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First I am a Haskell newbie. I've read this: Immutable functional objects in highly mutable domain And my question is nearly the same -- how to efficiently write algorithms where the state is supposed to change. Let's take for example Dijkstra's algorithm. There will be new paths found and distances should be updated. And in traditional languages this is simple while in Haskell for example I can only think of creating entirely new distances which will be too slow and memory consuming. Are there something like design patterns for such cases where one should implement algorithm with mutable data structure and speed and memory usage are main concerns?

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up vote 18 down vote accepted

There are of course many ways functional languages address this issue.

  1. Different data structures - many data structures can be implemented in a purely functional manner, with the same algorithmic complexity as imperative versions. Probably the most well-known work in this area is Chris Okasaki's Purely Functional Data Structures, but there are many other resources as well. For Dijkstra's algorithm, Martin Erwig's work on functional graphs is appropriate. See this question as well.

  2. Different algorithms - some algorithms have assumptions of mutability built-in, Quicksort is an example of this. In this case an alternative algorithm can be used that's more amenable to immutability.

  3. Mutable state - every functional language can model functional state with a State monad. Most provide other forms of mutability as well, such as Haskell's ST monad and IORef's.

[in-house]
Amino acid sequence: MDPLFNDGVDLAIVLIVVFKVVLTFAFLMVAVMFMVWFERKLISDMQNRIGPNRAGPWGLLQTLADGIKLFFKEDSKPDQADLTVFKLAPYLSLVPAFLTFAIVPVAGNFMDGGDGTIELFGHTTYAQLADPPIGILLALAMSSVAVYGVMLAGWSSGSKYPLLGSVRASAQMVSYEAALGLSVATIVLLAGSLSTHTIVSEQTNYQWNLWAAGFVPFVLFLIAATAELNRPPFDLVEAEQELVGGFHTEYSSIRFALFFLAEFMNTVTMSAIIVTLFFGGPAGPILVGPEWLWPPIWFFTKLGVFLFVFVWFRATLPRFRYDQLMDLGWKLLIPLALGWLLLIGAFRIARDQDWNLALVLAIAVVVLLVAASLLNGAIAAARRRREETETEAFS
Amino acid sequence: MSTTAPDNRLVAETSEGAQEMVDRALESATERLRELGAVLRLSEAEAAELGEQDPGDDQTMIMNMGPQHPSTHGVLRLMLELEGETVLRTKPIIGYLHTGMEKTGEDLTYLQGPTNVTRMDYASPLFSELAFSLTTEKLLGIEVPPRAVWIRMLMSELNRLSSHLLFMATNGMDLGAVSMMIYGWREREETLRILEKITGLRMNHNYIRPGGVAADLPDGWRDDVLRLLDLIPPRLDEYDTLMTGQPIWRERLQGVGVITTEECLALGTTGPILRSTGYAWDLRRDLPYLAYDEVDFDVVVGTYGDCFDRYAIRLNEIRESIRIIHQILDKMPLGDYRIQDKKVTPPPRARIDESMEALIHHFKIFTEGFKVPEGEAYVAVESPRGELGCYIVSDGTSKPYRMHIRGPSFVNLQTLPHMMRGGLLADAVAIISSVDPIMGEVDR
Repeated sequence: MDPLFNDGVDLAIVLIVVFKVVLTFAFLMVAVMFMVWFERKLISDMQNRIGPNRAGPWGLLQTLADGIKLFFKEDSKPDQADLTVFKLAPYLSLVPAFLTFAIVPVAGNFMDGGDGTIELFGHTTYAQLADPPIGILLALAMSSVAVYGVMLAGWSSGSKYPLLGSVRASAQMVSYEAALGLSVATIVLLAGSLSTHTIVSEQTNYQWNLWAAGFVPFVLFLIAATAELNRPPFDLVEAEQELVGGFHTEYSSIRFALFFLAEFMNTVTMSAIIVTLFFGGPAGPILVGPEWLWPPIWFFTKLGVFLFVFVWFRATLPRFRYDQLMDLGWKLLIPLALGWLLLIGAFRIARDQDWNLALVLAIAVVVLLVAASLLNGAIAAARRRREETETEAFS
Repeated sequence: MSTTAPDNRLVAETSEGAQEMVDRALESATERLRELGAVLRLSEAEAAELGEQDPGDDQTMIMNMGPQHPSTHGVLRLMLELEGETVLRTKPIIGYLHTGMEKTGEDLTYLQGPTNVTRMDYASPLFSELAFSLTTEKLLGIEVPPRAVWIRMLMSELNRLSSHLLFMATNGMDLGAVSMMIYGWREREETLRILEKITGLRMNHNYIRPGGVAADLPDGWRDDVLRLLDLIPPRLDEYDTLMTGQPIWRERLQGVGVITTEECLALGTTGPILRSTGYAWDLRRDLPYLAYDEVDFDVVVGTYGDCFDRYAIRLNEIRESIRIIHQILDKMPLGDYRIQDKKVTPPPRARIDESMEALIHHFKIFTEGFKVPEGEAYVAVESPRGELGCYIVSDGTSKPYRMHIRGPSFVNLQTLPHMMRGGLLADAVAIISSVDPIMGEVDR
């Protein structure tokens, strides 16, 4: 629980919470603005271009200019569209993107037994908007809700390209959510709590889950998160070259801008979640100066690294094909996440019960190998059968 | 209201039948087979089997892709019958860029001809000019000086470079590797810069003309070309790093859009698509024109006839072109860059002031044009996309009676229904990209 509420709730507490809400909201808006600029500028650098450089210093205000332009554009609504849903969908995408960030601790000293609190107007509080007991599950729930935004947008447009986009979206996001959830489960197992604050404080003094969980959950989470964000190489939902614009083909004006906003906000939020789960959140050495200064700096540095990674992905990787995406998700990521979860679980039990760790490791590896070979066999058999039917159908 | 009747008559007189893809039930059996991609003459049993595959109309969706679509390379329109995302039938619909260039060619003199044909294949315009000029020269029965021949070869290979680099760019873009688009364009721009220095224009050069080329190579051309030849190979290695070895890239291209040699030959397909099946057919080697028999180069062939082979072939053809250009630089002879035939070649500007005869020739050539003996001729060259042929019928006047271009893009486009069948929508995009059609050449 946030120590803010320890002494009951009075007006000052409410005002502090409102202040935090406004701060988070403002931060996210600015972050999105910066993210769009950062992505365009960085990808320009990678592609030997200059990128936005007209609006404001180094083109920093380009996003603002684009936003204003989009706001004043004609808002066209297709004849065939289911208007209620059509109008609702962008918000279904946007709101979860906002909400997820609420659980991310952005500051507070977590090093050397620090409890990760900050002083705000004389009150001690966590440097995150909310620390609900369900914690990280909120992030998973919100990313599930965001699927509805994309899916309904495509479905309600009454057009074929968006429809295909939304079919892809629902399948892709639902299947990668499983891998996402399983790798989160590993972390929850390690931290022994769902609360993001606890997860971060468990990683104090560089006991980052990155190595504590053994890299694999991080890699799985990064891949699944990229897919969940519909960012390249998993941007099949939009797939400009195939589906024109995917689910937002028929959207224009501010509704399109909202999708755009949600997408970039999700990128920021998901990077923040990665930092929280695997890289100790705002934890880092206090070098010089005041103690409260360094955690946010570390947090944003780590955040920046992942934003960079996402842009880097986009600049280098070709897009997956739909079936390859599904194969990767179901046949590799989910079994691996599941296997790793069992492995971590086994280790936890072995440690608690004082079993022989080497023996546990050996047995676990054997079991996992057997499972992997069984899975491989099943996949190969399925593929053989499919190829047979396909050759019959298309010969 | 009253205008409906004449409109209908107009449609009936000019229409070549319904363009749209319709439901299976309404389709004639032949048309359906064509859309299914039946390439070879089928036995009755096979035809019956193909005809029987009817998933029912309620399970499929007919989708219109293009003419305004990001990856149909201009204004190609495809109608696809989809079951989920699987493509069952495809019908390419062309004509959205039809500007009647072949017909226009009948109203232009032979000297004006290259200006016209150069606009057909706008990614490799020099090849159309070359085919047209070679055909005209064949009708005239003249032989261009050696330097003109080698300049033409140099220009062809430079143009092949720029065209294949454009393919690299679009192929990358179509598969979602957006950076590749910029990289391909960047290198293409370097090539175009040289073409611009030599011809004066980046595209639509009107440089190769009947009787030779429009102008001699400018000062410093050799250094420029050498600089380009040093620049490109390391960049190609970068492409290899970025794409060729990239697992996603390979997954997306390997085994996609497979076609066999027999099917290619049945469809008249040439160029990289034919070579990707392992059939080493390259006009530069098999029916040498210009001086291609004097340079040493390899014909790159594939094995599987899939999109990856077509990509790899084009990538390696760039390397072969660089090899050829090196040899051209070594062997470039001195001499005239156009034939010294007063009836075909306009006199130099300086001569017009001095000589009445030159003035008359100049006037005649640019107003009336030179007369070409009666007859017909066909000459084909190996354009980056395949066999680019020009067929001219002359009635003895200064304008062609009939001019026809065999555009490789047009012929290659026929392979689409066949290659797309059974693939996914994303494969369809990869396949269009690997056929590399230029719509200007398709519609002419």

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Sadly, research into data structures and algorithms best suited for lazy functional immutable languages lags behind that for strict imperative mutable languages. :-( – ephemient Jan 6 '11 at 21:06

The ST Monad lets you use mutable state internally, but present a pure external interface.

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Creating new immutable objects isn't nearly as expense as you might think, since large amounts of structural sharing can occur because the compiler KNOWS they can't change and thus can be safely shared. That said, using highly imperative algorithms with lots of mutable state in Haskell is a bit of a code smell.

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In ML derivatives (such as OCaml, SML, F#), there are "references", which can be used as mutable variables.

In Haskell, this isn't cleanly handled. State is simply not covered by the usual "purely functional" style. Pure FP languages deal with "eternal truths", and are thus not very suitable for working with "ephemeral truths" (although it can be done, definitely).

However, yes, sometimes we need mutable state. A language such as ATS incorporates linear types for handling destructive updates and safe resource manipulation.

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